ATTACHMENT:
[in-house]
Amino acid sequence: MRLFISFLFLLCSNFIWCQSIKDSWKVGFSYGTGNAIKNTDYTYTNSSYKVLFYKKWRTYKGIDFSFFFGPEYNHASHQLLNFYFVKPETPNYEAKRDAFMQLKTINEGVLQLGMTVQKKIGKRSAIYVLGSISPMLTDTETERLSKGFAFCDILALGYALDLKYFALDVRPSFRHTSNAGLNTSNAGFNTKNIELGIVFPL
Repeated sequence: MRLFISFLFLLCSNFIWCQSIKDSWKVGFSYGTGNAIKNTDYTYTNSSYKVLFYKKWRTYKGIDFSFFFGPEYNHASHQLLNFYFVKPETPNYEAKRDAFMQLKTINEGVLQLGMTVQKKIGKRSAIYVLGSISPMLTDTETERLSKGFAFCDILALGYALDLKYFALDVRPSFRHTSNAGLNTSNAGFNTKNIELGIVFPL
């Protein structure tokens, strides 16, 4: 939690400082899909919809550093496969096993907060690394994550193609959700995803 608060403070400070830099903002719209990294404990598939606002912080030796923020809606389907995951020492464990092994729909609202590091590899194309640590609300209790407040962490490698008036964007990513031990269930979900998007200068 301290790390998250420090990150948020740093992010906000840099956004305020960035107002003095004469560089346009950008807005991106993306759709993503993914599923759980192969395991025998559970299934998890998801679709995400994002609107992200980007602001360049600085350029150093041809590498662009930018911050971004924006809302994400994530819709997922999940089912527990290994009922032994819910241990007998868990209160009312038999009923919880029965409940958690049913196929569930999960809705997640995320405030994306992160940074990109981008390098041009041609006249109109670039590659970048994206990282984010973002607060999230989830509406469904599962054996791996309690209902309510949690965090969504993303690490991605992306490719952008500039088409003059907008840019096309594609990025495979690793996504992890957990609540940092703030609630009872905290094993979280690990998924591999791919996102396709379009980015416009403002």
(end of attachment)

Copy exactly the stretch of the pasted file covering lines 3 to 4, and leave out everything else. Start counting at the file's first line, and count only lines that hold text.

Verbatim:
Repeated sequence: MRLFISFLFLLCSNFIWCQSIKDSWKVGFSYGTGNAIKNTDYTYTNSSYKVLFYKKWRTYKGIDFSFFFGPEYNHASHQLLNFYFVKPETPNYEAKRDAFMQLKTINEGVLQLGMTVQKKIGKRSAIYVLGSISPMLTDTETERLSKGFAFCDILALGYALDLKYFALDVRPSFRHTSNAGLNTSNAGFNTKNIELGIVFPL
């Protein structure tokens, strides 16, 4: 939690400082899909919809550093496969096993907060690394994550193609959700995803 608060403070400070830099903002719209990294404990598939606002912080030796923020809606389907995951020492464990092994729909609202590091590899194309640590609300209790407040962490490698008036964007990513031990269930979900998007200068 301290790390998250420090990150948020740093992010906000840099956004305020960035107002003095004469560089346009950008807005991106993306759709993503993914599923759980192969395991025998559970299934998890998801679709995400994002609107992200980007602001360049600085350029150093041809590498662009930018911050971004924006809302994400994530819709997922999940089912527990290994009922032994819910241990007998868990209160009312038999009923919880029965409940958690049913196929569930999960809705997640995320405030994306992160940074990109981008390098041009041609006249109109670039590659970048994206990282984010973002607060999230989830509406469904599962054996791996309690209902309510949690965090969504993303690490991605992306490719952008500039088409003059907008840019096309594609990025495979690793996504992890957990609540940092703030609630009872905290094993979280690990998924591999791919996102396709379009980015416009403002």